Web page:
That’s the set up for Source Code, the newest film from Duncan Jones (son of David Bowie) who also helmed the popular Moon a couple years ago. There’s a lot of ways to read into a film like Source Code. You could read it in terms of God or religion or science or evolution or quantum physics or even psychology. I’d like to read it as entertainment. That is, after all, what it is. That it has more depth and intelligence than most blockbusters these days is a little added bonus and is, in truth, what makes it all the more entertaining.
Stevens wakes up in what looks like the cockpit of a crashed fighter jet. He doesn’t immediately know where he is but is quickly greeted over a monitor by Goodwin (Vera Farmiga, the lovely actress from Up in the Air) who jogs his memory and isn’t quite willing to explain to him what is going on. As a solider, he’s wondering where his men are, if he can speak to his father, and why he is stuck here instead of off in battle. There isn’t much time and so he’s jolted back onto the train to live it all over again.
Stevens is eventually briefed by Dr. Rutledge (invaluable character actor Jeffry Wright) that he is involved in an experiment called Source Code, which is based on a quantum theory that there is roughly 8 minutes that exist in the mind after death or something like that. Therefore, because Stevens is so close a match to this Sean fellow, they can blast him back 8 minutes before the man’s death in order to see just what happened. It’s not time travel, as Colter can’t change anything, but he can figure out who the bomber is and let them know so he can be stopped before another, even bigger attack is staged.
That’s as far as I’ll go with plot. You can discover the rest of the nuances and twists on your own. Is Source Code possible? Maybe, especially if you're one of those few who were spoken to by that narrative documentary What the Bleep do we Know? in which quantum mechanics are attempted to be broken down in such a way that the everyday mind could understand. But now that doesn’t much matter. What’s important is that it makes for intriguing suspense.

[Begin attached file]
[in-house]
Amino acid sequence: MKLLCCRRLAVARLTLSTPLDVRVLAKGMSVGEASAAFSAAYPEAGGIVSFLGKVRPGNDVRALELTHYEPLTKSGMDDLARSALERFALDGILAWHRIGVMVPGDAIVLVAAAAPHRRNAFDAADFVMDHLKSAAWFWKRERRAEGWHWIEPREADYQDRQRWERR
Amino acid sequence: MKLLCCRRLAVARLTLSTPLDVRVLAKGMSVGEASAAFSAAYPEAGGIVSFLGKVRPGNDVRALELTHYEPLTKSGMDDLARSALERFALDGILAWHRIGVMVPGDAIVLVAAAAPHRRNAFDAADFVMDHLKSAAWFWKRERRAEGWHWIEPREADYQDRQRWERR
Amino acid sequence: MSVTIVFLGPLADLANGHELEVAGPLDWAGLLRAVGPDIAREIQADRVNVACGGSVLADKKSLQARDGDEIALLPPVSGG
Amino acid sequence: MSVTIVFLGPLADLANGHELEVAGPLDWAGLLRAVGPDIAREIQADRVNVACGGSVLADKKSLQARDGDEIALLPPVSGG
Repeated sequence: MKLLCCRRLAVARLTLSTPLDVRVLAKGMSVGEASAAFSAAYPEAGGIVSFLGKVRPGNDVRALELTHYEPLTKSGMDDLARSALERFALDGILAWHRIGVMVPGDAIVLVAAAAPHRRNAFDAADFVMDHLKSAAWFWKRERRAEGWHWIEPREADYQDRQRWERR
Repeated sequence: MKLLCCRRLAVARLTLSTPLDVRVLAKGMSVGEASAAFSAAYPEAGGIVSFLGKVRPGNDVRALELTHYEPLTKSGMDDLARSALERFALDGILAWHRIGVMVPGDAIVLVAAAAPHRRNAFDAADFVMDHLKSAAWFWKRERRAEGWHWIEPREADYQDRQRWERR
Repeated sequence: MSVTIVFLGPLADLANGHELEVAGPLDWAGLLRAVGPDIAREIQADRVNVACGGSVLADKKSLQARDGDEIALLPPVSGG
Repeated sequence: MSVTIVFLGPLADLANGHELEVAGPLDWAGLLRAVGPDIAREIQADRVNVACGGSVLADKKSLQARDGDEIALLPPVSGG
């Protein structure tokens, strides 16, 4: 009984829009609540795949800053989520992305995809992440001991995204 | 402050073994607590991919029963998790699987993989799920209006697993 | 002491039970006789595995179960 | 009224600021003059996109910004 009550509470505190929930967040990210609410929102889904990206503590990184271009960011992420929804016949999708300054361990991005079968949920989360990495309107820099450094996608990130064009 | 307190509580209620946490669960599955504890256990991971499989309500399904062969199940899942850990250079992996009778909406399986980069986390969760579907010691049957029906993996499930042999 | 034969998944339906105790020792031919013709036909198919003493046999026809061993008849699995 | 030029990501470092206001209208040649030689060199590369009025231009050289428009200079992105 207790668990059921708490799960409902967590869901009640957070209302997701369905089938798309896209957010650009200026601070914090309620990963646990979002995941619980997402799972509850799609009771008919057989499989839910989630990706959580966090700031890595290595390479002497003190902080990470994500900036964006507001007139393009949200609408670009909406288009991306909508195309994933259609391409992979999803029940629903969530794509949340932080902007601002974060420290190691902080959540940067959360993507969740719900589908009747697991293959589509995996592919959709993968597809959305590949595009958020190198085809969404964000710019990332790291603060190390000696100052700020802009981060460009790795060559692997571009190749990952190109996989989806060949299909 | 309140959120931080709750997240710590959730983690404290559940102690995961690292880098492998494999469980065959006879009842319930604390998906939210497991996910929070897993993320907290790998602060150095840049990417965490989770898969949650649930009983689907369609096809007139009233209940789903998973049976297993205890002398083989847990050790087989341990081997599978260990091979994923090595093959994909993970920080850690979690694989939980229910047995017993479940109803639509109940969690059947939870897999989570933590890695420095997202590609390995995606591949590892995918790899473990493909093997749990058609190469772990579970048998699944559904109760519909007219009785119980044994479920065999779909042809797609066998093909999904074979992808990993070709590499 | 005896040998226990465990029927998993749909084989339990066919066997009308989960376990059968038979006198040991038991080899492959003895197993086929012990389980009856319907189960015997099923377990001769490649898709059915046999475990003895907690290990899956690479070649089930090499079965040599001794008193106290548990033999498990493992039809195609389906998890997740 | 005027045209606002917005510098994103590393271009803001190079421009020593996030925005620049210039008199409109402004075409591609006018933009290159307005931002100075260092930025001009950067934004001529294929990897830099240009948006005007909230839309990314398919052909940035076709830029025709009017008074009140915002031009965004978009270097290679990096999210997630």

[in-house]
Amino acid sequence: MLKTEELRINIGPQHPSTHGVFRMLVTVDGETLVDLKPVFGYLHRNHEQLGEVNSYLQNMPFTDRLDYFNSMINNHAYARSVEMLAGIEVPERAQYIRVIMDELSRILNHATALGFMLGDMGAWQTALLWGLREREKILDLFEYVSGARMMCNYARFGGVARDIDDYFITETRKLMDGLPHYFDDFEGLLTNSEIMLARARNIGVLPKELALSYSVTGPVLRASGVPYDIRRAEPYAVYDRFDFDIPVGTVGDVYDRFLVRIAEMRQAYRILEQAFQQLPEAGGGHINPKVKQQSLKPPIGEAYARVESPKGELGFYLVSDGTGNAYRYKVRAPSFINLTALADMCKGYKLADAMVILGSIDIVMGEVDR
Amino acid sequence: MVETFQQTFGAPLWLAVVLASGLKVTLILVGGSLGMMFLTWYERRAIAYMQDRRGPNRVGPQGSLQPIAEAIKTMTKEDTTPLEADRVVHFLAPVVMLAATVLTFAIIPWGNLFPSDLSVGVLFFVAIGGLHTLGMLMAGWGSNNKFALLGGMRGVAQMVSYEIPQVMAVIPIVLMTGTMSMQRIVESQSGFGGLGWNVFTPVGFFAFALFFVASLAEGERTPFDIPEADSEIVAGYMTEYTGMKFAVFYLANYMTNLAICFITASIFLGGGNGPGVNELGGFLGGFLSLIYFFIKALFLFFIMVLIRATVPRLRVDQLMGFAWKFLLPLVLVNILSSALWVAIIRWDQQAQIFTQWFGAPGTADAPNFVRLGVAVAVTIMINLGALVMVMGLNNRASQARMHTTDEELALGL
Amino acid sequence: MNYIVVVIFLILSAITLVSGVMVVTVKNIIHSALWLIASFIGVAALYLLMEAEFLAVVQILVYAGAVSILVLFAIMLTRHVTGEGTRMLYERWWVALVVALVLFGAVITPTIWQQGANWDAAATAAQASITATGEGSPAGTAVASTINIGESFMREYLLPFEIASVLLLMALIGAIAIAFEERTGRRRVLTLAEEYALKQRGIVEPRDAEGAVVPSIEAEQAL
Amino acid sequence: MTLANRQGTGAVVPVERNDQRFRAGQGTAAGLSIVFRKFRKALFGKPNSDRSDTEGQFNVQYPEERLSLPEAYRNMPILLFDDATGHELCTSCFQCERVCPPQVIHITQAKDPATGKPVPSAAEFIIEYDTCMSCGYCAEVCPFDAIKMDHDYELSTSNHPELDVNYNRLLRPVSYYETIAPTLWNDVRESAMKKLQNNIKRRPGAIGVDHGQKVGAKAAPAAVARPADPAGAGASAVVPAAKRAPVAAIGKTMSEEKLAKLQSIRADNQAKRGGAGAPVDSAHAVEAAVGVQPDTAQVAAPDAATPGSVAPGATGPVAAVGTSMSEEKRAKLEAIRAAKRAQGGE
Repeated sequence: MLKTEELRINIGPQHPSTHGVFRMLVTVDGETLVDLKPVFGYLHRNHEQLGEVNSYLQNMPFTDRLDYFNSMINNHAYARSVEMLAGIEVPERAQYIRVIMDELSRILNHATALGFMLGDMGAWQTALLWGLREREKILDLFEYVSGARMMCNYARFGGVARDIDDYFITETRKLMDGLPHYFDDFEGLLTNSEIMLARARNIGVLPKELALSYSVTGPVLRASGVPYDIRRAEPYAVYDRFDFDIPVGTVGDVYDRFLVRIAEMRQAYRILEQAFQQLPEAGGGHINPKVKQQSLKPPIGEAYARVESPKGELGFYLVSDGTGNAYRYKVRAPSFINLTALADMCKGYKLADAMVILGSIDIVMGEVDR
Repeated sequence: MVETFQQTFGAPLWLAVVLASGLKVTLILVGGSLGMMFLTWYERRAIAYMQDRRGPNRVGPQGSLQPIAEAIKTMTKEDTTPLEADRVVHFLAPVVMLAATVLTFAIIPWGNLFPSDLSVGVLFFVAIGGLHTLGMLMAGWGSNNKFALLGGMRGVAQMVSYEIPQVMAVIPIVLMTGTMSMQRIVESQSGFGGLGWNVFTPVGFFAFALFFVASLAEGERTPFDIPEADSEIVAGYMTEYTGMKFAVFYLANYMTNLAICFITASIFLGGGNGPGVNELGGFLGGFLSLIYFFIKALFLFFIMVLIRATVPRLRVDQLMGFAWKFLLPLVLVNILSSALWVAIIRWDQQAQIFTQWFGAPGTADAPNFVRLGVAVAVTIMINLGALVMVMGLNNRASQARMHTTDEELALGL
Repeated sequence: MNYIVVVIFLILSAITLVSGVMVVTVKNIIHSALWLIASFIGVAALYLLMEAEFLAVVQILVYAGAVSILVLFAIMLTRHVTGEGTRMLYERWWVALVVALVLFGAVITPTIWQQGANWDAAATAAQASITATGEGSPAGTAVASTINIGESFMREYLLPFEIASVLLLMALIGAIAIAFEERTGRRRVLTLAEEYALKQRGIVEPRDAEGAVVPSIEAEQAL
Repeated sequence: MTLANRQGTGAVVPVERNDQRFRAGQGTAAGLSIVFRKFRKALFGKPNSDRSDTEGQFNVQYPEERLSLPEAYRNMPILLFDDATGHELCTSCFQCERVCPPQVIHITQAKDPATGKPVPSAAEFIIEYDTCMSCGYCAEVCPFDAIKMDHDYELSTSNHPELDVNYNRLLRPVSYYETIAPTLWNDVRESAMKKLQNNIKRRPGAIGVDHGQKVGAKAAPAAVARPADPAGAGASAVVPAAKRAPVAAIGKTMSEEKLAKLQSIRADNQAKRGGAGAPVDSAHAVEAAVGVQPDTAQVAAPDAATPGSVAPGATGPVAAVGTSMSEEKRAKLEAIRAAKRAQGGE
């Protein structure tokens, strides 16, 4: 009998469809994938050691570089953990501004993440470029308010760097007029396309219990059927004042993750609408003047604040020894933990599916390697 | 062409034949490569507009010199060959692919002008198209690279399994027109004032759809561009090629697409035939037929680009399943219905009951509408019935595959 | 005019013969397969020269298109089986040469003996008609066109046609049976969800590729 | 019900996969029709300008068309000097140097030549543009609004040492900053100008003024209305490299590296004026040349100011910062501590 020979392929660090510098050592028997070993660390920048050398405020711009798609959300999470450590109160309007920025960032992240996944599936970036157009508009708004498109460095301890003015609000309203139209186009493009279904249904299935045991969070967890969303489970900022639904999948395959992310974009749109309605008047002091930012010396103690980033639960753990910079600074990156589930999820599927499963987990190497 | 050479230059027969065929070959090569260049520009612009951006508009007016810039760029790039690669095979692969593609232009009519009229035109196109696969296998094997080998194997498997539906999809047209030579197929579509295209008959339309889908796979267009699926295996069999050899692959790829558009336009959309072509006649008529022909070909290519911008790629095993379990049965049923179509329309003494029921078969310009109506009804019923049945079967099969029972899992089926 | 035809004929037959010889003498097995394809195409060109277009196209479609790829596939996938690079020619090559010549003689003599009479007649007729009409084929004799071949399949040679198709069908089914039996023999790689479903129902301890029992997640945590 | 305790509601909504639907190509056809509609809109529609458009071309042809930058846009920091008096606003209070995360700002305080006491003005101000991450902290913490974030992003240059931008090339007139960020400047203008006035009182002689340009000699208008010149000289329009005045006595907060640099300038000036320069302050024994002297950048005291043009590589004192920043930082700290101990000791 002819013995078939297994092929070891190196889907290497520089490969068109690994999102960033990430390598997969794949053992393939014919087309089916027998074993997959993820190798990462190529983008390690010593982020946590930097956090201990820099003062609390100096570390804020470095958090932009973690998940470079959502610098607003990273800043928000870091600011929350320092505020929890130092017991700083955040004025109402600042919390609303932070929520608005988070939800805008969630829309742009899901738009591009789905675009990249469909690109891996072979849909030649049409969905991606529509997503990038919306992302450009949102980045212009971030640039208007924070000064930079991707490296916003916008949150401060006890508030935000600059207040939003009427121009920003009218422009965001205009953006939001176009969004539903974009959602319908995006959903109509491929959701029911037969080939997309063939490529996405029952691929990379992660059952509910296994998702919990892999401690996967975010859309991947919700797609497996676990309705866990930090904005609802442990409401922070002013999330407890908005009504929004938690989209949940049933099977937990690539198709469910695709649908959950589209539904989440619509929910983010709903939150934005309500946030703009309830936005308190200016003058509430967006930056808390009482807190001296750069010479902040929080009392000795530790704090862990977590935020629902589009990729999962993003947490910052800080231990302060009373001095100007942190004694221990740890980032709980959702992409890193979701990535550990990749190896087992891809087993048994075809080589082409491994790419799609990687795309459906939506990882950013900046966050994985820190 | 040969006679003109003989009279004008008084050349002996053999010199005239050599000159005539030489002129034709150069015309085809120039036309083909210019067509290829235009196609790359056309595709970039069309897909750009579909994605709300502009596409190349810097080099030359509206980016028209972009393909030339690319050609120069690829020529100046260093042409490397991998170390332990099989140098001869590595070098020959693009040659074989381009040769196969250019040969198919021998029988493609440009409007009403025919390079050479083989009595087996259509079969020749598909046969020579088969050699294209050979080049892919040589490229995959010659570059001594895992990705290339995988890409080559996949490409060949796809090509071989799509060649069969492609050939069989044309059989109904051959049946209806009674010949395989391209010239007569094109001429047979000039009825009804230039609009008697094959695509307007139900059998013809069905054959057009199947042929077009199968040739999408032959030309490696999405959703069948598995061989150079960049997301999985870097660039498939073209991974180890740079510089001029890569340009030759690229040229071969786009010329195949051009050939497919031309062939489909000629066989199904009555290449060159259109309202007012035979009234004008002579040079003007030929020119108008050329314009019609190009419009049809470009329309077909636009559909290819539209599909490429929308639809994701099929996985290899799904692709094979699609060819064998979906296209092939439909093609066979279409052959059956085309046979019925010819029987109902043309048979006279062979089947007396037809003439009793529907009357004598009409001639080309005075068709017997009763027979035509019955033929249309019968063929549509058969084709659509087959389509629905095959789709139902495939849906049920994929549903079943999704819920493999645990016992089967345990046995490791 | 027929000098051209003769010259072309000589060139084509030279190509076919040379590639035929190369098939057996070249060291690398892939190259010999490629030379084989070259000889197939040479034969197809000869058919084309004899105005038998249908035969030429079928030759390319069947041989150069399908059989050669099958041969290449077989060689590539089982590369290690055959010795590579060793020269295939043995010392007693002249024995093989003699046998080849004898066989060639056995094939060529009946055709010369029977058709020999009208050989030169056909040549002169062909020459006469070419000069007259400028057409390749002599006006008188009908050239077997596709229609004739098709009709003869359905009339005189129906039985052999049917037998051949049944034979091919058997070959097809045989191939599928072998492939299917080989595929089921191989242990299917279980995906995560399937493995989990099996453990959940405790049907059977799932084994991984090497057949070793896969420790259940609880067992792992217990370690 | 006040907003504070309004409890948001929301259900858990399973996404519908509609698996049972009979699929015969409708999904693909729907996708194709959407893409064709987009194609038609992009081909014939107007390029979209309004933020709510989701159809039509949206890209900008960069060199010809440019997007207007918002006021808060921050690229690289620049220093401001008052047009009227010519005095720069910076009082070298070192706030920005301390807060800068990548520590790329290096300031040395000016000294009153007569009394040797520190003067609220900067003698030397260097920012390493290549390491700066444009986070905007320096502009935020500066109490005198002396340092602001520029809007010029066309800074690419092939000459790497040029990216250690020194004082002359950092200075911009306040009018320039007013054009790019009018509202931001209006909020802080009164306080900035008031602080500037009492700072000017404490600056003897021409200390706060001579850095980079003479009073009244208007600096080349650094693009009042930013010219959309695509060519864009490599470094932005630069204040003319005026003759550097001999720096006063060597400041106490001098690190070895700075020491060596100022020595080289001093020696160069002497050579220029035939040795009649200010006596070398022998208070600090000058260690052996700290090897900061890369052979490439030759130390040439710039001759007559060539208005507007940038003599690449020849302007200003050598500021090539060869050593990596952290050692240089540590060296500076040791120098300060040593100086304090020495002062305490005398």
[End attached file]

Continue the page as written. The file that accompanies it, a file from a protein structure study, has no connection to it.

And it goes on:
The preposterousness (and all science fiction must rightfully come with some degree of preposterousness) of Source Code works because the film rightly defines its science. It thus lays down a ground work for something that is given rules and definition and works in creating some sort of believable story. Some sci-fi tends to allow the science to run off with itself and just makes it up as it goes along. Discipline is the key here.
The film’s enjoyableness is in no small part due to the presence of its star Gyllenhaal who is becoming, one film at a time, a star amidst the likes of Brad Pitt or George Clooney: pretty faces who can fit comfortably into a wide assortment of roles. Find me an actor with the versatility to play in such widely different films as Prince of Persia, Love and Other Drugs, Brothers and Jarhead and you'll find talent.
The intrigue of Source Code, from a structural point of view is that, by breaking itself down into repeating 8 minute intervals, it creates the kind of gnawing suspense that is created from the frustration of playing an impossible level of a video game. You keep using up your continues, trying it a little different each time, yelling, screaming, cursing the game the yet never putting it down or finding satisfaction until you prove to it that not only can it be beat, but that it can be beat by you.
Source Code thus exits in what appears to be a string of recent sci-fi films that approach their intriguing subject matter with intelligence and a knack for storytelling. This arguably began last year with Inception which, despite all of it’s flaws, to be fair, exists on a level all unto itself, and has been followed with the Adjustment Bureau, this one and Rian Johnsons upcoming Looper with Bruce Willis and Joseph Gordon-Levitt. It’s not a major work, and it ends about 4 or 5 shots later than it justifiably should, but, it’s a smart and thrilling ride of the variety that seem to be becoming rarer and rarer on the big screen.